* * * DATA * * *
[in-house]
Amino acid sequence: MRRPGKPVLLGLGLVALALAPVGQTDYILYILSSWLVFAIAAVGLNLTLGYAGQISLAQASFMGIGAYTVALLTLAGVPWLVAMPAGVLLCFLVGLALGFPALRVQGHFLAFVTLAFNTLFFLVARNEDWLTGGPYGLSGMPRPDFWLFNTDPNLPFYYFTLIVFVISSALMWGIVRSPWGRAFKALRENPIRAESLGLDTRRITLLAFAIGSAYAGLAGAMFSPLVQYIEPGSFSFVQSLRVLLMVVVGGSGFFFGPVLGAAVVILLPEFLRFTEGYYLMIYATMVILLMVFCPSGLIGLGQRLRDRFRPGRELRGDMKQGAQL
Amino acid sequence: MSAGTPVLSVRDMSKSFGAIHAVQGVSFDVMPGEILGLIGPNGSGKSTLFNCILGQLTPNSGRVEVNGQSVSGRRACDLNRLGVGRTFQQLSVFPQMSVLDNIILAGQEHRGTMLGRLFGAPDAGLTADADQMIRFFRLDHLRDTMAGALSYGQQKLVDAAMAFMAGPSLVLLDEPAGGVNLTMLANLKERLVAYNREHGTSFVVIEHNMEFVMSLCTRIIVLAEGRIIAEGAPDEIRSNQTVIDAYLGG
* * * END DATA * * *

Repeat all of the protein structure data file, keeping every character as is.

[in-house]
Amino acid sequence: MRRPGKPVLLGLGLVALALAPVGQTDYILYILSSWLVFAIAAVGLNLTLGYAGQISLAQASFMGIGAYTVALLTLAGVPWLVAMPAGVLLCFLVGLALGFPALRVQGHFLAFVTLAFNTLFFLVARNEDWLTGGPYGLSGMPRPDFWLFNTDPNLPFYYFTLIVFVISSALMWGIVRSPWGRAFKALRENPIRAESLGLDTRRITLLAFAIGSAYAGLAGAMFSPLVQYIEPGSFSFVQSLRVLLMVVVGGSGFFFGPVLGAAVVILLPEFLRFTEGYYLMIYATMVILLMVFCPSGLIGLGQRLRDRFRPGRELRGDMKQGAQL
Amino acid sequence: MSAGTPVLSVRDMSKSFGAIHAVQGVSFDVMPGEILGLIGPNGSGKSTLFNCILGQLTPNSGRVEVNGQSVSGRRACDLNRLGVGRTFQQLSVFPQMSVLDNIILAGQEHRGTMLGRLFGAPDAGLTADADQMIRFFRLDHLRDTMAGALSYGQQKLVDAAMAFMAGPSLVLLDEPAGGVNLTMLANLKERLVAYNREHGTSFVVIEHNMEFVMSLCTRIIVLAEGRIIAEGAPDEIRSNQTVIDAYLGG